Edinburgh City Council to borrow £1bn over next four years

Council bosses have set out their plans to borrow more than £1 billion to fund city spending over the next four years.

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Edinburgh City Council warned that increasing borrowing in the midst of rising interest rates will be a “difficult balancing act” that will bring with it “significant financing risk.”

A projected £2.49 billion will be spent by the council between the current financial year and March 2026.

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Just over half this sum will fund the capital’s schools, waste services, ongoing tram works and all expenditure associated with the ‘general fund’, whilst the remaining £1.138 billion will be used to maintain and expand the council’s housing stock.

A report to the finance and resources committee on Thursday said £1.199 billion would need to be borrowed over the next half-decade to fully fund city-wide spending.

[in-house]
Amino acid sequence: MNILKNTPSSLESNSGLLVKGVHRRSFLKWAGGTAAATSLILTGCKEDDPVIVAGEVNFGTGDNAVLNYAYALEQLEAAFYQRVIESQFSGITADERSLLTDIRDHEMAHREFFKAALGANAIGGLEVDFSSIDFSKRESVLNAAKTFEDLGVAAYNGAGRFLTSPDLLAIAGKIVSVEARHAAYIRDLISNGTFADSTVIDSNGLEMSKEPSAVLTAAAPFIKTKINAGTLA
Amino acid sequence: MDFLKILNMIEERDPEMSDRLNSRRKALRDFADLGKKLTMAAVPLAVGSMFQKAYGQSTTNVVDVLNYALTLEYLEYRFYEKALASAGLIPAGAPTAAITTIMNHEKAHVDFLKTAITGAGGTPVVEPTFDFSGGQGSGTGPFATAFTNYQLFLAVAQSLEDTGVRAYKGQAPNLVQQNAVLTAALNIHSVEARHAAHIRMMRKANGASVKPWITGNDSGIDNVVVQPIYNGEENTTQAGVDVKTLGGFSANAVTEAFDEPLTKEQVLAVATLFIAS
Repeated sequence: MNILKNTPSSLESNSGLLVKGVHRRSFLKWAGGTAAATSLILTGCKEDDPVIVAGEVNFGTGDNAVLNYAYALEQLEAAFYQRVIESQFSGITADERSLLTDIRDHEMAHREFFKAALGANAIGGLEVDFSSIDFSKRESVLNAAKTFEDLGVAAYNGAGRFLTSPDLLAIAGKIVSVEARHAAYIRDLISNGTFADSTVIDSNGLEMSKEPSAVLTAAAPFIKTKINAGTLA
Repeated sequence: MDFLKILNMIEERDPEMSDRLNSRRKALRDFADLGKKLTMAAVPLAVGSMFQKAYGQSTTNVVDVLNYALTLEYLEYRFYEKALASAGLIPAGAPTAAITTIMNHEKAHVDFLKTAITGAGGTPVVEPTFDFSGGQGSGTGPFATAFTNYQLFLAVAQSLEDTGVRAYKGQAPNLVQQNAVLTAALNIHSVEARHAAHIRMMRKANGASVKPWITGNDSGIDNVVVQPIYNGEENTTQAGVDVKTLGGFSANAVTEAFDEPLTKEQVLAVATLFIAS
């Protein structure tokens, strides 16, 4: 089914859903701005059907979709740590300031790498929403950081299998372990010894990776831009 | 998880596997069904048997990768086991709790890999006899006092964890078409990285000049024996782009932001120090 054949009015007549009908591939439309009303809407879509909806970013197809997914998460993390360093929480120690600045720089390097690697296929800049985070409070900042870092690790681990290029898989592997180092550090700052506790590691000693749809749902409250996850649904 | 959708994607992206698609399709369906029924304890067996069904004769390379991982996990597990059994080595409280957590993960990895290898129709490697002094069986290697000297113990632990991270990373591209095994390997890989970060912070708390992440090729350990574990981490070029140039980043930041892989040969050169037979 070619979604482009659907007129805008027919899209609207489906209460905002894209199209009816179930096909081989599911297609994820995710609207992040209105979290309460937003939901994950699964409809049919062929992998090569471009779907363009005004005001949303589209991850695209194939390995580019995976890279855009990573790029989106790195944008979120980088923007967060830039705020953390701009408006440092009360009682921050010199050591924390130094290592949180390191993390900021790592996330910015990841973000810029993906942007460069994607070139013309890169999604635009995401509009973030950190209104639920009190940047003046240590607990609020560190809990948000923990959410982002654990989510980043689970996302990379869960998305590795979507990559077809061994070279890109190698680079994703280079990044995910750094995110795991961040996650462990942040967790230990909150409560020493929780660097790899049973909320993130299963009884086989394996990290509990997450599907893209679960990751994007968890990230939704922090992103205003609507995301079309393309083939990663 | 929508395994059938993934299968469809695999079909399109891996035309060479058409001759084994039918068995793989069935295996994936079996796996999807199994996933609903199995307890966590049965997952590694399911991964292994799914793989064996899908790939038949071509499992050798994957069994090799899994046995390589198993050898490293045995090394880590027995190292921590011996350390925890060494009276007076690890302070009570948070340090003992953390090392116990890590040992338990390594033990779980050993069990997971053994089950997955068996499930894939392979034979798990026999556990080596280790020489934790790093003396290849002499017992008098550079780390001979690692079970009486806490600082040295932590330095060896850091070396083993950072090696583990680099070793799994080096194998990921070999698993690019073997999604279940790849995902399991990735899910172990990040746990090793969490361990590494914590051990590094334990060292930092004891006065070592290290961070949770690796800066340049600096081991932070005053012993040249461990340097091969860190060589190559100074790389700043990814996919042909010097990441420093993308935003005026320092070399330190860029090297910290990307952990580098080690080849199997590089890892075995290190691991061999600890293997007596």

However, it noted that £188 million of this has already been taken out over the last year, bringing the total borrowing down to £1.011 billion.

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Edinburgh City Council will borrow £1bn.

In contrast, the council has borrowed £497 million at an average interest rate of 2.09 per cent in the last three years.

And before that, between 2012 and 2019, Edinburgh City Council took on no new loans other than interest free payments.

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The report reads: “The council still has a substantial borrowing requirement over the next five years, which gives the council a significant financing risk.

“We warned in the 2021 to 2022 strategy that there was a substantial level of borrowing, which the council may have to undertake in a rising interest rate environment.

“While the £188 million borrowed in 2021 to 2022 has mitigated this risk, there is still a large quantum of borrowing to be secured.

“It is a difficult balancing act to incur a cost of carry on additional borrowing, which the council doesn’t need at present against a background of delayed capital expenditure and increasing interest rates.”

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Outlining the risks associated with borrowing in the current “uncertain” economic landscape, the report states the pandemic and brexit will “continue to be the major influence on the UK economy.”

The Omicron variant “increased uncertainty and risk to the economy,” it adds, noting the national inflation rate is well above the Bank of England’s target rate of two per cent at 5.4 per cent.

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